David Vanderhoop of Sassafras Earth Education, who helped to organize the Island’s first celebration of Indigenous Peoples Day at Felix Neck, said he’s concerned that organizations like A Long Talk are being “brushed off” by CTAC. “We have an incredible opportunity to step up to the plate to say that we are no longer going to tolerate this type of racial instance here on Noepe, here on Martha’s Vineyard,” he said.
Sandra Pimentel, a member of the Martha’s Vineyard Diversity Coaltion’s board of trustees, called for patience. “It’s a good report. It’s a very good beginning,” she said, noting that the coalition was consulted by CTAC. “We really believe that their hearts are in the right place, and the community can do this in the end. It takes time, it takes thought, and it takes organizing steps.”
Ismail Samad, one of CTAC’s new board members, said he would not have joined the board if there would not be lasting change. “It is a first step, and the work we have to do requires a lot of trust building and honest conversation about not just what happened at the center, but about what’s happening on the Island now and in the future,” he said.
Doubleday said there’s a feeling of not being heard. “I appreciate the lip service Chilmark Town Affairs Council is giving us right now, but the select board can mandate it,” Doubleday said. “I didn’t get a lot of sleep last night, because I’m thinking about what happened to that young [boy]. I think that this select board really needs to use its talking stick here, and not accept that a not-for-profit can self-correct when you have a neighbor who is saying for the second time he’s not being heard, when you have the NAACP say we’re not being heard. I think the select board needs to really listen.”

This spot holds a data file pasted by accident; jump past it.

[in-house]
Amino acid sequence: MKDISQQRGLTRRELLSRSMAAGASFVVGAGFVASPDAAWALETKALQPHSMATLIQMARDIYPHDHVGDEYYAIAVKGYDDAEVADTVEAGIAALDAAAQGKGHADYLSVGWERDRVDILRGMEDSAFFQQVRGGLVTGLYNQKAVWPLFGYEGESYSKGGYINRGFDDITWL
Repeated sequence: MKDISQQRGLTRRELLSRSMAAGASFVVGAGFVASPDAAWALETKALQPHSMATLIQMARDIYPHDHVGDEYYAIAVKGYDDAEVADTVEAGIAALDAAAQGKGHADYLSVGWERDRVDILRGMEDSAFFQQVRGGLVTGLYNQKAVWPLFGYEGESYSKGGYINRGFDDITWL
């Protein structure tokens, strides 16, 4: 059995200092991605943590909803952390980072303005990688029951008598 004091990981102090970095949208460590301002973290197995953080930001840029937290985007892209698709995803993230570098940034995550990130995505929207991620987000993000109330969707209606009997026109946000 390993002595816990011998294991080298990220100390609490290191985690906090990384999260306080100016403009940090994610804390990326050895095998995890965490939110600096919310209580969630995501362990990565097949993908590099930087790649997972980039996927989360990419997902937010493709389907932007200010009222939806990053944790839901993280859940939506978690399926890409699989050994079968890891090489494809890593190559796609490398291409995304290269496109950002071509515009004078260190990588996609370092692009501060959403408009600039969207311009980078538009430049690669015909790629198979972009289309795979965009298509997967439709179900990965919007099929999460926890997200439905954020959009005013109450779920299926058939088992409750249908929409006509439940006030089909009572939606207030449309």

Freedom Cartwright said a petition was circulated seeking transparency and community conversation. It’s important to understand the Island’s history, which includes land being stolen from the Wampanoag, with “real listening,” Cartwright said.